On his model-based testing blog, Michael Mlynarski writes:
In this session we have discussed the ROI of software testing techniques. More than 20 experienced testers or test managers had difficulties on formulating the ROI of any testing technique. Two main arguments were about reducing the costs for bug-fixes in late stages of the development process and about increasing the test coverage. [...] On the other hand, increasing the test coverage was not a sufficient justification for investing in MBT.
(See the original post here.)
We have seen this same problem a multitude of times. The main business argument for switching to model-based testing is that it makes business sense. But if a company's DNA does not really allow it to measure the difference between good, better and very good testing, it is impossible to put through the methodological and cultural changes that model-based testing requires (including using commercial test design tools and having to evolve engineers' skills).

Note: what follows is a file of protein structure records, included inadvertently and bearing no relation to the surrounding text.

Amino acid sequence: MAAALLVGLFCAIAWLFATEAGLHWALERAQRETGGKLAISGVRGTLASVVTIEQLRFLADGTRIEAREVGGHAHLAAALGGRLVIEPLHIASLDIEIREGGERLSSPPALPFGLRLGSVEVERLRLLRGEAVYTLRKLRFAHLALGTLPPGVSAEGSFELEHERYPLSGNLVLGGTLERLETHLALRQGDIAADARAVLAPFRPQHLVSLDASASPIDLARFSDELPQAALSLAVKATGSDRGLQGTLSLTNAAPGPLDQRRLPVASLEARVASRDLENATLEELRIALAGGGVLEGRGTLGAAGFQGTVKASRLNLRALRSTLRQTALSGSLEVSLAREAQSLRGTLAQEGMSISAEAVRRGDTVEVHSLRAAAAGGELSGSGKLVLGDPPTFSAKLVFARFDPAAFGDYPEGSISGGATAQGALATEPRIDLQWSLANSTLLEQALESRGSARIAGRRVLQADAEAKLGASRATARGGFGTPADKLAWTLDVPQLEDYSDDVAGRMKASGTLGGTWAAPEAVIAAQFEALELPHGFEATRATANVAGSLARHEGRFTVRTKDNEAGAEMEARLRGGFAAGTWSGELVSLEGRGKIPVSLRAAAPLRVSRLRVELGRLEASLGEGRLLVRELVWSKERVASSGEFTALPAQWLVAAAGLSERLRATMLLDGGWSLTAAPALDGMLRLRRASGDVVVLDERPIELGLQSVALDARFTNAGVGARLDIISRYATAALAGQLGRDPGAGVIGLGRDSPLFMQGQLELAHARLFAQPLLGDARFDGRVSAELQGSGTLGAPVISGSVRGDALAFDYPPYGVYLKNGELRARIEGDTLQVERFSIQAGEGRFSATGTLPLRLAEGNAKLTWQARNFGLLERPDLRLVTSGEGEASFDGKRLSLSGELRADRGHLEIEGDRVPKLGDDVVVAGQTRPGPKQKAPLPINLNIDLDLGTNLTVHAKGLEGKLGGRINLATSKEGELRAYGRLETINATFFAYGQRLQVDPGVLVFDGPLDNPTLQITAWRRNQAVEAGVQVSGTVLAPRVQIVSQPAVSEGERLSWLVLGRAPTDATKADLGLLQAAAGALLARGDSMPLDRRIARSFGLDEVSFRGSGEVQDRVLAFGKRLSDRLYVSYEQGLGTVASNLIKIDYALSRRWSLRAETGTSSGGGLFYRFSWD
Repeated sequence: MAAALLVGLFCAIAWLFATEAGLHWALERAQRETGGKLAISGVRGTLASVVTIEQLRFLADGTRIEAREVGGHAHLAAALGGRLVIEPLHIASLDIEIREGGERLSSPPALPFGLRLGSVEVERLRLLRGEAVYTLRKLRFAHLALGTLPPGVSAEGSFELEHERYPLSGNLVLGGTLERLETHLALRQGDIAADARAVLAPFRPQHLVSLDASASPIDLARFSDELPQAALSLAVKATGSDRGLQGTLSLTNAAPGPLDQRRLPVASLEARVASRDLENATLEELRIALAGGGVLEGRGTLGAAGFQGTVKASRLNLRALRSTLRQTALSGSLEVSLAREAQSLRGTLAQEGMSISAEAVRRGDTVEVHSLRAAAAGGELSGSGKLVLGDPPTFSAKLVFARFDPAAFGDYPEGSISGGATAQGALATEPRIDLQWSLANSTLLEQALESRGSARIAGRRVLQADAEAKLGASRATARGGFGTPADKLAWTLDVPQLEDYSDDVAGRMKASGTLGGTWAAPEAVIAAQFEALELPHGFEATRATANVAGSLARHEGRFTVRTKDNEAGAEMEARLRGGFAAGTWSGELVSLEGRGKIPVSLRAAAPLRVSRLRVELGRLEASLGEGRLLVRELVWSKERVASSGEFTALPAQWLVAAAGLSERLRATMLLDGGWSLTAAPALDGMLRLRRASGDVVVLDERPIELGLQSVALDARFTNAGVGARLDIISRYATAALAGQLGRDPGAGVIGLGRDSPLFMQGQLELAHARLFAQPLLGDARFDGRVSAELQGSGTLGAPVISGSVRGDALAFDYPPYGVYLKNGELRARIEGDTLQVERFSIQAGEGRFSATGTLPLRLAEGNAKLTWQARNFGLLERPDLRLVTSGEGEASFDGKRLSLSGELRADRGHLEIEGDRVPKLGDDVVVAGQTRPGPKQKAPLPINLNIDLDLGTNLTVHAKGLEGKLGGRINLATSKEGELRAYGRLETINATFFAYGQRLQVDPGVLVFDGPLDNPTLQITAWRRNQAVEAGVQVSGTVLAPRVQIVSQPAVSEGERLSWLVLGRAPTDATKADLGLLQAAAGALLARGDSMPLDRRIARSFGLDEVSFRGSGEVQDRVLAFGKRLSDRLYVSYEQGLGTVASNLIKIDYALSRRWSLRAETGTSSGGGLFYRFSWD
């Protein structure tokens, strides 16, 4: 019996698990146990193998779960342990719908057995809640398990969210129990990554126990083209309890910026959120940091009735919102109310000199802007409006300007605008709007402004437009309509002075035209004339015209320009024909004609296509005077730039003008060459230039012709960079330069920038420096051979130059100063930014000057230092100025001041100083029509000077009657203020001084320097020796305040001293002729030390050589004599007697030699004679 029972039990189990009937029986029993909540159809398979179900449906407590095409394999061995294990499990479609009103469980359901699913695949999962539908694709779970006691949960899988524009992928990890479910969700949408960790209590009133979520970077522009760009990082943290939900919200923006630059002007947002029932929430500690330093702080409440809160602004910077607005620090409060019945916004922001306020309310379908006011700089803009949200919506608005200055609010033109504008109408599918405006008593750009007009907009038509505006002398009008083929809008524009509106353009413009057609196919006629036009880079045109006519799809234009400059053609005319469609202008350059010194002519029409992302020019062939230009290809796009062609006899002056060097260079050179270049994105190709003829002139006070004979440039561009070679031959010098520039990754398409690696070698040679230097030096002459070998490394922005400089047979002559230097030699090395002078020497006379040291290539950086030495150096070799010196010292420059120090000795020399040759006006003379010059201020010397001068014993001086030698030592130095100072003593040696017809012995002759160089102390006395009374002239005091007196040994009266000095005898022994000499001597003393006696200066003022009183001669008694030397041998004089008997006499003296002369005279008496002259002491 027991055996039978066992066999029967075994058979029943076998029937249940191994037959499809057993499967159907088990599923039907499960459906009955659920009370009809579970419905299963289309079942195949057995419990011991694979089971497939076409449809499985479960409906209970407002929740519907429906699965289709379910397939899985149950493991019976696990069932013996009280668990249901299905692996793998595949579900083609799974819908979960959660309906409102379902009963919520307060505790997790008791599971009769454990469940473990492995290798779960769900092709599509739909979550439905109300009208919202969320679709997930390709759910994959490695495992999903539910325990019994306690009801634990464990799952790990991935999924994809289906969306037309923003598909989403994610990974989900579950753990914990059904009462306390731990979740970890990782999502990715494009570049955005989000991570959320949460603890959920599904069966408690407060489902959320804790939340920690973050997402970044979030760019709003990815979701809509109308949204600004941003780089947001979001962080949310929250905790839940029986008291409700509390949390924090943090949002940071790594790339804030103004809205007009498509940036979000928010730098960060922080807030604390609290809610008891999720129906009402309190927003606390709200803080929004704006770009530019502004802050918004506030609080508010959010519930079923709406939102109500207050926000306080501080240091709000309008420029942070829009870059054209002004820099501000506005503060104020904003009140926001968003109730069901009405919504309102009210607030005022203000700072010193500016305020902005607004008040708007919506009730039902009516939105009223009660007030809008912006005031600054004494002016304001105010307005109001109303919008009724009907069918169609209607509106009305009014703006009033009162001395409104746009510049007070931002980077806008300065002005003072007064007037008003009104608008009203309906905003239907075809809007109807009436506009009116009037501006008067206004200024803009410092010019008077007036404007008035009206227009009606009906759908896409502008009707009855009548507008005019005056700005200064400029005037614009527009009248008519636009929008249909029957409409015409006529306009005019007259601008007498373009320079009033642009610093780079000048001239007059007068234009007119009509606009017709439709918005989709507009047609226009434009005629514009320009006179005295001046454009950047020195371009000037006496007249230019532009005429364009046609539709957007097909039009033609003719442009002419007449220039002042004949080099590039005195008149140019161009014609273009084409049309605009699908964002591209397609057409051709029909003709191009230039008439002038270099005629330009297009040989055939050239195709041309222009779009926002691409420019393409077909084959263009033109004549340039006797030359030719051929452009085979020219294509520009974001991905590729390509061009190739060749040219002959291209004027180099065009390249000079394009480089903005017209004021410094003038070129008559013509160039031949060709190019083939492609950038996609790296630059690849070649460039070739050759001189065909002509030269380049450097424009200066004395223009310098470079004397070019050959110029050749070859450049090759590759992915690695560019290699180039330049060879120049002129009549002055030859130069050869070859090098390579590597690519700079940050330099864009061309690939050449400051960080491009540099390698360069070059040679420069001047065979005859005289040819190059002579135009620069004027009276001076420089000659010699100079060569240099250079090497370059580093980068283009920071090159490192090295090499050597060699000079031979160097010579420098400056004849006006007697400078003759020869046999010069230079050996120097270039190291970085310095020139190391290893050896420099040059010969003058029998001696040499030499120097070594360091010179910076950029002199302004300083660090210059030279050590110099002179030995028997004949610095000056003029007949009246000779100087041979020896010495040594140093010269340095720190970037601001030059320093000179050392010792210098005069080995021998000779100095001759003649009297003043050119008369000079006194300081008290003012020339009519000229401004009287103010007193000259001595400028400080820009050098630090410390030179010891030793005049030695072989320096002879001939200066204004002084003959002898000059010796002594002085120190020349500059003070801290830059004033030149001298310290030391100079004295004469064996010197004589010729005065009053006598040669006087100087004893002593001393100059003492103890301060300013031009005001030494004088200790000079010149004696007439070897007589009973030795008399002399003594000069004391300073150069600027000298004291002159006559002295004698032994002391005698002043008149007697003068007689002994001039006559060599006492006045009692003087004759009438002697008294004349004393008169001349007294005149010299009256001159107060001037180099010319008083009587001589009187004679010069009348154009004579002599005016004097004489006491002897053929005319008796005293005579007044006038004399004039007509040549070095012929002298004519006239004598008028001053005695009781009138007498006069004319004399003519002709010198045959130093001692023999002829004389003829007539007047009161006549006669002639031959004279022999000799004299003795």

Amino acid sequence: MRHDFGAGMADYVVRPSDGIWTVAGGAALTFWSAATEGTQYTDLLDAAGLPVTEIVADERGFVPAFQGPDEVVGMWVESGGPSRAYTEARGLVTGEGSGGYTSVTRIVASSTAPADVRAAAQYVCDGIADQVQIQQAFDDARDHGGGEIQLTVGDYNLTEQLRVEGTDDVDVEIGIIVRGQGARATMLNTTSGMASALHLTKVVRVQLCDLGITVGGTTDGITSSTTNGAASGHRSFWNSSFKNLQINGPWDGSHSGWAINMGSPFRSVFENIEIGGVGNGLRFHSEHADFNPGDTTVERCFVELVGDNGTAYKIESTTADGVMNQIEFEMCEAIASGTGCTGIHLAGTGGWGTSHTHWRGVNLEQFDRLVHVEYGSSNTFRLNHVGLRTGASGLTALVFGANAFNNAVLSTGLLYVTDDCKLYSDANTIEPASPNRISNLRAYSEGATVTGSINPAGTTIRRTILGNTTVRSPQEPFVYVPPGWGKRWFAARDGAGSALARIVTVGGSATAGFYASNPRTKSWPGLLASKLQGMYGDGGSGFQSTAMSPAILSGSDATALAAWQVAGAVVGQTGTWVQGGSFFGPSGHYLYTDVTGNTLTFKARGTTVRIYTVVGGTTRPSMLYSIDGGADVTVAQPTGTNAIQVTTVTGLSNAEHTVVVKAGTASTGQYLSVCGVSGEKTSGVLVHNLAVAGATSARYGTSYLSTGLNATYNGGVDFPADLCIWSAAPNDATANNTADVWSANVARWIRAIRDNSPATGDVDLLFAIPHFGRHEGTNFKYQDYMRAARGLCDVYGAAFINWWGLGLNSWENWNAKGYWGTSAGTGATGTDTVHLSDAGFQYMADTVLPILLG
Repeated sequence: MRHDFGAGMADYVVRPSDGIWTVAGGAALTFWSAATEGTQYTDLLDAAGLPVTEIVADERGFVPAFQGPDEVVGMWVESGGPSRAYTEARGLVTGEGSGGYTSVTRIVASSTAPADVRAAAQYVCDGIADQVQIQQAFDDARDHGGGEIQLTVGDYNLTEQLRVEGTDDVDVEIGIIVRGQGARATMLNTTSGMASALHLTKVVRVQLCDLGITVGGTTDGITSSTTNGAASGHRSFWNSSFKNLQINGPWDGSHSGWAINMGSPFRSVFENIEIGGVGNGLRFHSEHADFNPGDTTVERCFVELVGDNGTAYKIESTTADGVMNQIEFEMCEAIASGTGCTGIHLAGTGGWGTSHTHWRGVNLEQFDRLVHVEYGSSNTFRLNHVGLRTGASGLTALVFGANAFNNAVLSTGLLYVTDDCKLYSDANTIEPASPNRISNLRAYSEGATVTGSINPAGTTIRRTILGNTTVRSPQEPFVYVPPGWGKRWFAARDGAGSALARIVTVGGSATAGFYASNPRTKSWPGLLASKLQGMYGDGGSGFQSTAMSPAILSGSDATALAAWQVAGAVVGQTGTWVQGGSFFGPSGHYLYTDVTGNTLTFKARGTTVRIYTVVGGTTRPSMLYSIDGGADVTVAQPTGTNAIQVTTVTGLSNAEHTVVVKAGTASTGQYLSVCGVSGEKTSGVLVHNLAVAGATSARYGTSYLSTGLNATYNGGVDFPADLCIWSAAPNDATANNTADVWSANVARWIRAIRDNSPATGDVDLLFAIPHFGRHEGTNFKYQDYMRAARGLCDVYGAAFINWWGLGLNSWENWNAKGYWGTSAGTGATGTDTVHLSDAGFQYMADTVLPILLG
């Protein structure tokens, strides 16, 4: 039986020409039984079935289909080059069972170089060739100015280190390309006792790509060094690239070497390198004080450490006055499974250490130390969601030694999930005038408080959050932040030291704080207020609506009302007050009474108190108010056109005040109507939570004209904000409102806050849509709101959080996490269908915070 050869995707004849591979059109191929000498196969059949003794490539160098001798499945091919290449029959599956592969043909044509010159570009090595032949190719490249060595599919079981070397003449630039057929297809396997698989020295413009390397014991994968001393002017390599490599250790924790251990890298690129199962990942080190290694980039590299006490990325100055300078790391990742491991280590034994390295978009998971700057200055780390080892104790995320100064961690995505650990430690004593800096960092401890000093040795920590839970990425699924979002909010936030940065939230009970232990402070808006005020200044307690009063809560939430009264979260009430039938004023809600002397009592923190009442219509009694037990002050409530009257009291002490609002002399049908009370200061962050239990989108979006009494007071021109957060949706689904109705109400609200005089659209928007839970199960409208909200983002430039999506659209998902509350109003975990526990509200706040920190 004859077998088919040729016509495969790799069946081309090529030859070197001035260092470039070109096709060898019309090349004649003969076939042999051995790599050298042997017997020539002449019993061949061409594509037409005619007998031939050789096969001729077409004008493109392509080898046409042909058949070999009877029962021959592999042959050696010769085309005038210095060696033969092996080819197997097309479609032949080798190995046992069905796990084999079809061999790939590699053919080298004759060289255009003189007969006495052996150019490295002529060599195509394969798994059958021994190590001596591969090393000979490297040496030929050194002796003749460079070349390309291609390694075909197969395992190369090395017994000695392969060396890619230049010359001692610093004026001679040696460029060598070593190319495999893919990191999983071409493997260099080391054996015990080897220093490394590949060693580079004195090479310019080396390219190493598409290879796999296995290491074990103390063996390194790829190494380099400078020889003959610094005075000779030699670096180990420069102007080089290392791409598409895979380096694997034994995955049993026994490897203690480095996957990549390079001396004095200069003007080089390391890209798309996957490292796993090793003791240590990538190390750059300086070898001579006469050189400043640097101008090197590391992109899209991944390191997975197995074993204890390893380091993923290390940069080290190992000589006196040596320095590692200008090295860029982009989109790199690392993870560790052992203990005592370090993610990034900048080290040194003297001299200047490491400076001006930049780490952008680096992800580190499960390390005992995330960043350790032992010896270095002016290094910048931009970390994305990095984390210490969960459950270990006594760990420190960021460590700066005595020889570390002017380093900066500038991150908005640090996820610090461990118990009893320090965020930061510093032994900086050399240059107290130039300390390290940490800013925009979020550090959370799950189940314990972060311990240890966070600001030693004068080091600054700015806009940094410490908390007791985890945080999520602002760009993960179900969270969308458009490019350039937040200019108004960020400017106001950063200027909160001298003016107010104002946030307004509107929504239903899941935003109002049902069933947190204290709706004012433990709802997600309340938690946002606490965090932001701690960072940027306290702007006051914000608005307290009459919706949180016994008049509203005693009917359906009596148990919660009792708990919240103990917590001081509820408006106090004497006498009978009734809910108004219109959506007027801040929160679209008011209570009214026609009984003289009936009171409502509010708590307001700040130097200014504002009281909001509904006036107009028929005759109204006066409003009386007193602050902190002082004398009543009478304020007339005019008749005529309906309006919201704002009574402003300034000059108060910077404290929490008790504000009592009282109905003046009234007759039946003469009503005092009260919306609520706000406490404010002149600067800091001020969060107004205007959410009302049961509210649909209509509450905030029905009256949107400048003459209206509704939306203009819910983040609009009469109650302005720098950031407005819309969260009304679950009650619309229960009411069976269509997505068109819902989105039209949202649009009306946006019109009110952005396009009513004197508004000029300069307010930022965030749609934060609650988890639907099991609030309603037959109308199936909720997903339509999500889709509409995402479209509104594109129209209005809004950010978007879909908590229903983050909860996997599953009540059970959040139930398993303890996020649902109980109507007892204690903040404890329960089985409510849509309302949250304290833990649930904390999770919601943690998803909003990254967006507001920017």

This situation will of course in the course of time (as with regards to so many other industrial innovations or even revolutions), but it's difficult to predict how quickly. Our customers have teams who have used our automated test design solutions for years and have achieved a predictable, repeatable and consistent reduction in cost and improvement in quality, but still they find that trying to get the next team behind the corner to use similar solutions is next to impossible because of political and cultural inertia.